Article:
TRENTON – As the Assembly election dies down and legislators start filing back into the capitol, Assembly Minority Leader Jon Bramnick is getting an early start lashing out at Democratic leadership. Citing dark money and what he and other prominent Republicans described as Democrats’ inaction on budget and tax reform, Bramnick said Thursday that it wouldn’t matter for moving reform bills forward if Governor Christie were “on the moon.”
“They stopped cooperating, but the question to them is: Why don’t you pass the reform bill? Do you need Governor Christie to hold your hand?” said Braminck, calling critics’ attacks on Christie for his absence during the presidential primaries a ploy to boost Democratic gubernatorial hopefuls Senate President Steve Sweeney (D-3) for 2017.
“They’re in charge,” he added. “That won’t stop the speaker or the senate president to pass the reform bills.”
“It reminds me of an octopus that shoots out the ink, and escapes its prey,” said Bramnick. “Well that’s what they do.
“He doesn’t want any discussion of anything until Tuesday, because we’re going to raise these issues and they don’t have an answer,” Bramnick said of Sweeney and his choice not to schedule a special session to hash out the details of budget reform measures addressing public pensions, health benefits and school funding.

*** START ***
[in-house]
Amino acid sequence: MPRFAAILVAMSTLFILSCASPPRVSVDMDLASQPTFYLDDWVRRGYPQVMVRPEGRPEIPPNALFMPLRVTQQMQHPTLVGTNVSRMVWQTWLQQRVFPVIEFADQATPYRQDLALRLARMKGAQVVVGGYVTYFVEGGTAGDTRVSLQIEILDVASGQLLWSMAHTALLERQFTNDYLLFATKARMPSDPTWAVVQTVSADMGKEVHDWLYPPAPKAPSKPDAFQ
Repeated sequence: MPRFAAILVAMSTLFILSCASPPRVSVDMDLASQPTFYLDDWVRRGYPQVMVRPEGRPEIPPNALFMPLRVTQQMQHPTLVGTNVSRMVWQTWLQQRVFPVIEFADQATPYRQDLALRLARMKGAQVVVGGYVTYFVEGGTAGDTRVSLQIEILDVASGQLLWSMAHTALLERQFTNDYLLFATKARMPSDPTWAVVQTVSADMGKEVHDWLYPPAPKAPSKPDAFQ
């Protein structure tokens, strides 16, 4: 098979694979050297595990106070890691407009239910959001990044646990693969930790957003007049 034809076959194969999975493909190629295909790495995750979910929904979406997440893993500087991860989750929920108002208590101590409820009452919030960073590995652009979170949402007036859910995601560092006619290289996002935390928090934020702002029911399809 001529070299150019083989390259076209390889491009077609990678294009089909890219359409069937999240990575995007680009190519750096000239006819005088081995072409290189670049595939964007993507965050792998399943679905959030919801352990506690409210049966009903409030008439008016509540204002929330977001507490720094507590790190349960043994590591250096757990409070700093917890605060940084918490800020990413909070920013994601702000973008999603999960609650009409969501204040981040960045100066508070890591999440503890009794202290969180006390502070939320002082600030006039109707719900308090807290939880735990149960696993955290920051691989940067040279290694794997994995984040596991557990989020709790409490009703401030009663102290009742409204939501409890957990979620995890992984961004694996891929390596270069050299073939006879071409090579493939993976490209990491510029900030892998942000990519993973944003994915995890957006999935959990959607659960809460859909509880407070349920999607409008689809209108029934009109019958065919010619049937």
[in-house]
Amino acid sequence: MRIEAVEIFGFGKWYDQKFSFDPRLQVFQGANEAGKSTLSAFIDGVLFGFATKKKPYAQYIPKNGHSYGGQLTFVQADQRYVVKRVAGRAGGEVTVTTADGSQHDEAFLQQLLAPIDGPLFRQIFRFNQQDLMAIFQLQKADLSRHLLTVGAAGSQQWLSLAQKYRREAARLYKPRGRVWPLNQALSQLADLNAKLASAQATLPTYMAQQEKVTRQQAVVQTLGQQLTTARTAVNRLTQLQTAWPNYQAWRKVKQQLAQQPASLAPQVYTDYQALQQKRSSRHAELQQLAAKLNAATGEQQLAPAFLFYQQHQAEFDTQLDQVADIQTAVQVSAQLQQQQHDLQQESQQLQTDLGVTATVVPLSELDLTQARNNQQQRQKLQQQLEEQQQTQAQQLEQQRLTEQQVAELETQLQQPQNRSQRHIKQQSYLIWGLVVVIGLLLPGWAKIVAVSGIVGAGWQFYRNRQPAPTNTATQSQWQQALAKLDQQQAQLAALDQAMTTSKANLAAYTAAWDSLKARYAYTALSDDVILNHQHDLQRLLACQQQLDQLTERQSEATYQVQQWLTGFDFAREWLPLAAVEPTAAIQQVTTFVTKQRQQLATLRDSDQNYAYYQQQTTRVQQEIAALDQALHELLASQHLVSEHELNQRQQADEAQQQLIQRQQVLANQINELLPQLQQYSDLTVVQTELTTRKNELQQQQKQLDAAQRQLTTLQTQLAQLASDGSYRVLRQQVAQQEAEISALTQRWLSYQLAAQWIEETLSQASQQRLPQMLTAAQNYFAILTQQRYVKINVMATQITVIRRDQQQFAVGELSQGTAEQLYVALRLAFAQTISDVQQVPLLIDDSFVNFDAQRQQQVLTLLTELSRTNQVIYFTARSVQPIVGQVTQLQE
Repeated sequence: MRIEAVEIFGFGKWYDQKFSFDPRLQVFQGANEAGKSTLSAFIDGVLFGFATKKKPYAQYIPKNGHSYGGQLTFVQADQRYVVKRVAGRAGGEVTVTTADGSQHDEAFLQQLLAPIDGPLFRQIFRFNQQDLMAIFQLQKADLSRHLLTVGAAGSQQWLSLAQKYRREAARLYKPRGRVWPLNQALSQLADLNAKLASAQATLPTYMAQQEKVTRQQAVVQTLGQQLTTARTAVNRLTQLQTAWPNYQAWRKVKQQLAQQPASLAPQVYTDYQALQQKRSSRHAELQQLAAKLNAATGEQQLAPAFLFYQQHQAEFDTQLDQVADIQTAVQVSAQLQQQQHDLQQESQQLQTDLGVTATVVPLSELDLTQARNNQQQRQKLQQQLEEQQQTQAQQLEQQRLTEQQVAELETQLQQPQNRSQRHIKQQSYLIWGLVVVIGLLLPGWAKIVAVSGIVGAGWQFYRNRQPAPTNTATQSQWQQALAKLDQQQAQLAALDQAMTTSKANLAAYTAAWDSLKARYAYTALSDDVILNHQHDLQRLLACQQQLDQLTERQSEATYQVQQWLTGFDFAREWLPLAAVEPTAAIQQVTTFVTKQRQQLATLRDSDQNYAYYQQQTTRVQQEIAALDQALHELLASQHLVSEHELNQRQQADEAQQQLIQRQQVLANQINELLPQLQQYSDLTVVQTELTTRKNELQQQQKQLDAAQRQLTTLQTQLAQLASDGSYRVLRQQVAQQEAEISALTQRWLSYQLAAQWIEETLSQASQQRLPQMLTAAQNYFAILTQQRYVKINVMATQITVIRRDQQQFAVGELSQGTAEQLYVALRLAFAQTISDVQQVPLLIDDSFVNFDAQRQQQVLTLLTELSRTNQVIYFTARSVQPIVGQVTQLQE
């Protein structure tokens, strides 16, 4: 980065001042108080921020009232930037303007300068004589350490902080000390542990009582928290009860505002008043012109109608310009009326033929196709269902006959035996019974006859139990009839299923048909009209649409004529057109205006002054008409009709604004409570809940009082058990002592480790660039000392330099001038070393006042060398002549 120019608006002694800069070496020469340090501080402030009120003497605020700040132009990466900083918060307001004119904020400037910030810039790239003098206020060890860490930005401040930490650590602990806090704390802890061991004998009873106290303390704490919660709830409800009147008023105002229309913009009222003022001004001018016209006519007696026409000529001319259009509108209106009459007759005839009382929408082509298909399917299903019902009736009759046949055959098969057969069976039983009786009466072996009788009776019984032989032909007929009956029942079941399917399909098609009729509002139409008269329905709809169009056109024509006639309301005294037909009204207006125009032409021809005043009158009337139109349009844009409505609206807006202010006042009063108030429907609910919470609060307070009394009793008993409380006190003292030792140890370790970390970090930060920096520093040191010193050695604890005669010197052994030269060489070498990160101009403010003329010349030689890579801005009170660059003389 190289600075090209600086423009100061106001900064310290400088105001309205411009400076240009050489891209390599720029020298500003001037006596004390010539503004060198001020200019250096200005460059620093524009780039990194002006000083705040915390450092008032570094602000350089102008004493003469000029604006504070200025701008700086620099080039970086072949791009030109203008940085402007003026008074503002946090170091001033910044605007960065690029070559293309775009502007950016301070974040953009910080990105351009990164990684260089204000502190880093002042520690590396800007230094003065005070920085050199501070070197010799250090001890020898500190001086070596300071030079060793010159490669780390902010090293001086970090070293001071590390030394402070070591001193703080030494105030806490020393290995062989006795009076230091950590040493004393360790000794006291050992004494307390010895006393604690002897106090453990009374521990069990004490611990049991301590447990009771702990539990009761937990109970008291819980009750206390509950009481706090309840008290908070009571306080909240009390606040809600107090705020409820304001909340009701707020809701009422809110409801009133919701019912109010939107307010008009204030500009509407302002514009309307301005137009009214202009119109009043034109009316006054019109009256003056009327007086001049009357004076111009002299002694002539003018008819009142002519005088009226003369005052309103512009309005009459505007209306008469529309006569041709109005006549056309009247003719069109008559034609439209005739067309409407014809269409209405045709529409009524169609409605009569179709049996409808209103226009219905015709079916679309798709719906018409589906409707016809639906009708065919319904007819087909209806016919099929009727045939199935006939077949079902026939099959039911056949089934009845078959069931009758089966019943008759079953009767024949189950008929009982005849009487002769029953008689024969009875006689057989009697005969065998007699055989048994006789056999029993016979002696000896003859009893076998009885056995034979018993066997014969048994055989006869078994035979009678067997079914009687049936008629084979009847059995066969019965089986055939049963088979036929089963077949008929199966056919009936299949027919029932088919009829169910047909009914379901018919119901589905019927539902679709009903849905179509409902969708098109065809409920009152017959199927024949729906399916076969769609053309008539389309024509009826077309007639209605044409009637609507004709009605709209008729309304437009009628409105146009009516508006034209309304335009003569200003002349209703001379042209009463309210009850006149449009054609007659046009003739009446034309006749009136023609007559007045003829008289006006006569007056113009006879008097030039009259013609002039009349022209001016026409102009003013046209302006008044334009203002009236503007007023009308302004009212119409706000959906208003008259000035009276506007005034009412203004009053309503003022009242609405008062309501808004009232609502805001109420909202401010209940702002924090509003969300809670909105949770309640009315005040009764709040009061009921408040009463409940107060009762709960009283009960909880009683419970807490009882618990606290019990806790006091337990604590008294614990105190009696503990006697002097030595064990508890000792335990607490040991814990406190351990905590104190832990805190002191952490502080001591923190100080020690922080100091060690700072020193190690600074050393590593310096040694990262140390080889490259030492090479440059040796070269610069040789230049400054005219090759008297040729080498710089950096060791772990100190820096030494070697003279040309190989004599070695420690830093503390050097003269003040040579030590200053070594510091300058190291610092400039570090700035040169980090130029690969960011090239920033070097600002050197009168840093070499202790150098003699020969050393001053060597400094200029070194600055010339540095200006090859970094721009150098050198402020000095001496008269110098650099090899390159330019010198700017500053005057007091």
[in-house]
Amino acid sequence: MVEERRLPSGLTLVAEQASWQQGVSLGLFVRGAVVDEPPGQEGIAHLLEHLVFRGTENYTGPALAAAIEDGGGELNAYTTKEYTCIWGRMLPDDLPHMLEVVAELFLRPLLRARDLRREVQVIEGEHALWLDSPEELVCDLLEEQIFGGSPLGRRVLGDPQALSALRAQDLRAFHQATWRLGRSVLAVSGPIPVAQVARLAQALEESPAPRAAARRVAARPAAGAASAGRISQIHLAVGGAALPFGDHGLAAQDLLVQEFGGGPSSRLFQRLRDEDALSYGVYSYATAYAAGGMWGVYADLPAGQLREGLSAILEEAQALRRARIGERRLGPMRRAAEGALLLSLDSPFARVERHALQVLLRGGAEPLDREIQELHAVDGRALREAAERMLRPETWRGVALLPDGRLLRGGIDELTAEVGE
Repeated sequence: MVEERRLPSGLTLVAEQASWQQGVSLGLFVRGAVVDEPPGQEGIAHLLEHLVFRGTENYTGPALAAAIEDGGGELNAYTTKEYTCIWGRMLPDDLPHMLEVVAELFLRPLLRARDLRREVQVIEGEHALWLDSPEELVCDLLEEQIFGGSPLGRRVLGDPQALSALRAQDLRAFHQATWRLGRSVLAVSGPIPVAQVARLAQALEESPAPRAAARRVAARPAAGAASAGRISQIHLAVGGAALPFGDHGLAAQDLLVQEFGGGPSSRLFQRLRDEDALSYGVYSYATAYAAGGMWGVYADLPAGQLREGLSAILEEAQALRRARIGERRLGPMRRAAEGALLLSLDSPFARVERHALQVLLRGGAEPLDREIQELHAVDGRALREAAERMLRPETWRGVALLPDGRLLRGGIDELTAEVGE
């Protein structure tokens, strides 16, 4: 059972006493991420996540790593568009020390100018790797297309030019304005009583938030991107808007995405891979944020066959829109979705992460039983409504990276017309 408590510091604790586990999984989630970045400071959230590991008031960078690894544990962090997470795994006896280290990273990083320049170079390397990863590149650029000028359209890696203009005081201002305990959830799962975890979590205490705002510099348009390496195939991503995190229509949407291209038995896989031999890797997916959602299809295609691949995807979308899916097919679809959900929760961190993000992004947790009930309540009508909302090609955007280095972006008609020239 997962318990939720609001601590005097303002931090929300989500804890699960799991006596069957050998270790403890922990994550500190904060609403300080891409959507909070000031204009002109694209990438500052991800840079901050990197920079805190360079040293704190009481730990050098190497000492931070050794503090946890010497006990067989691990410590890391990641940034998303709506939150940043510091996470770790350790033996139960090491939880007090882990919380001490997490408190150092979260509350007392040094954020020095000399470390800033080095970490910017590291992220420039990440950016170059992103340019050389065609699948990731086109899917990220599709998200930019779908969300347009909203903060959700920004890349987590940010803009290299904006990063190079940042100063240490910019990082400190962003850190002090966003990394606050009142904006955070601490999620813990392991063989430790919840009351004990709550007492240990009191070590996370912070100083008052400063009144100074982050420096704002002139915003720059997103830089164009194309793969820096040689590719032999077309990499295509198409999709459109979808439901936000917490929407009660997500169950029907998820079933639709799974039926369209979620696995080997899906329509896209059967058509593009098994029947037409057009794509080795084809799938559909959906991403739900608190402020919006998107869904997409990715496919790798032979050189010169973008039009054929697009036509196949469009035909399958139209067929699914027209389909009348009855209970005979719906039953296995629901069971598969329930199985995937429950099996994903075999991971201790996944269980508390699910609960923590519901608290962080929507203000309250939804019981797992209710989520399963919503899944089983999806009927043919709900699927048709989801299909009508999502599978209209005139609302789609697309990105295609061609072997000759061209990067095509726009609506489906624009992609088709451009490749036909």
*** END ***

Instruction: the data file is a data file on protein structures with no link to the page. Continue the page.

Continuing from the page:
“What have the Democrats told you about their plans to change direction? Nothing. Why? Because they’re able to hide behind special interest money, most of it from the NJEA, who is never going to let them do the reforms that are necessary,” he said.
The New Jersey Education Association’s $3 million contribution to the General Majority PAC has spawned several attack ads against Republican candidates in the first and second districts, attacking assemblymen Sam Fiocchi (R-1) and Chris Brown (R-2) for late tax payments and insinuations of kowtowing to North Jersey casino interests.
The NJEA has been motivated by teachers’ $40 billion pension shortfall.
Assembly Democratic spokesman Tom Hester was quick to respond to the Republican invective, saying by email that their reform platform was a disingenuous cover for tax cuts benefitting the wealthy.
“These Christie Republicans have repeatedly – repeatedly – opposed and voted against property tax relief programs that would have especially helped New Jersey’s middle-class. They opposed a 20 percent property tax credit. They voted against fully funding schools to lower property taxes. They voted against increased property tax relief. The only thing these Republicans have consistently voted for is tax cuts for millionaires.”
Assemblyman Anthony Bucco (R-25) joined in the colorful analogies, saying that he wished state Republicans could strike and stand outside with an inflatable rat.
“Now I’m not calling my coleagues on the the other side of the aisle rats,” added Bucco. “Not at all. They’re good people.”